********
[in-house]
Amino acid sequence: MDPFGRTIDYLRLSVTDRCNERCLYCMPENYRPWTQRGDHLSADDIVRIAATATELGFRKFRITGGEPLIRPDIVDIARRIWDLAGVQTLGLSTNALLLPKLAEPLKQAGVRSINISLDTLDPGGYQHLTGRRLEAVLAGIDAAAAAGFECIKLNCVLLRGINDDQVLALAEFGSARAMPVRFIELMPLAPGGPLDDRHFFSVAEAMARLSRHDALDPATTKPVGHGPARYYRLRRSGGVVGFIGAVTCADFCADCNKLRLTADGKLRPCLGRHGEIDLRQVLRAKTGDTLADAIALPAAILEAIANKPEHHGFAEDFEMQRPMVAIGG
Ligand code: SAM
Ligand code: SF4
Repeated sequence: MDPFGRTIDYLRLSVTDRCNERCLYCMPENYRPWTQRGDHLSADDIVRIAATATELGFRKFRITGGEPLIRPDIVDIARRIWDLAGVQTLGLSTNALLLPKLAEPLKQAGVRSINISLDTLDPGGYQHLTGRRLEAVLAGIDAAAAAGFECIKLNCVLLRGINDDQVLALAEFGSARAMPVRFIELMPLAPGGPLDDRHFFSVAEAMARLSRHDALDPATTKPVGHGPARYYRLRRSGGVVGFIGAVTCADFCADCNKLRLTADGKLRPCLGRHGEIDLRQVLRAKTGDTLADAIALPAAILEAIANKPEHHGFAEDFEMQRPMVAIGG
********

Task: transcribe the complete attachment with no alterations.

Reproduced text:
[in-house]
Amino acid sequence: MDPFGRTIDYLRLSVTDRCNERCLYCMPENYRPWTQRGDHLSADDIVRIAATATELGFRKFRITGGEPLIRPDIVDIARRIWDLAGVQTLGLSTNALLLPKLAEPLKQAGVRSINISLDTLDPGGYQHLTGRRLEAVLAGIDAAAAAGFECIKLNCVLLRGINDDQVLALAEFGSARAMPVRFIELMPLAPGGPLDDRHFFSVAEAMARLSRHDALDPATTKPVGHGPARYYRLRRSGGVVGFIGAVTCADFCADCNKLRLTADGKLRPCLGRHGEIDLRQVLRAKTGDTLADAIALPAAILEAIANKPEHHGFAEDFEMQRPMVAIGG
Ligand code: SAM
Ligand code: SF4
Repeated sequence: MDPFGRTIDYLRLSVTDRCNERCLYCMPENYRPWTQRGDHLSADDIVRIAATATELGFRKFRITGGEPLIRPDIVDIARRIWDLAGVQTLGLSTNALLLPKLAEPLKQAGVRSINISLDTLDPGGYQHLTGRRLEAVLAGIDAAAAAGFECIKLNCVLLRGINDDQVLALAEFGSARAMPVRFIELMPLAPGGPLDDRHFFSVAEAMARLSRHDALDPATTKPVGHGPARYYRLRRSGGVVGFIGAVTCADFCADCNKLRLTADGKLRPCLGRHGEIDLRQVLRAKTGDTLADAIALPAAILEAIANKPEHHGFAEDFEMQRPMVAIGG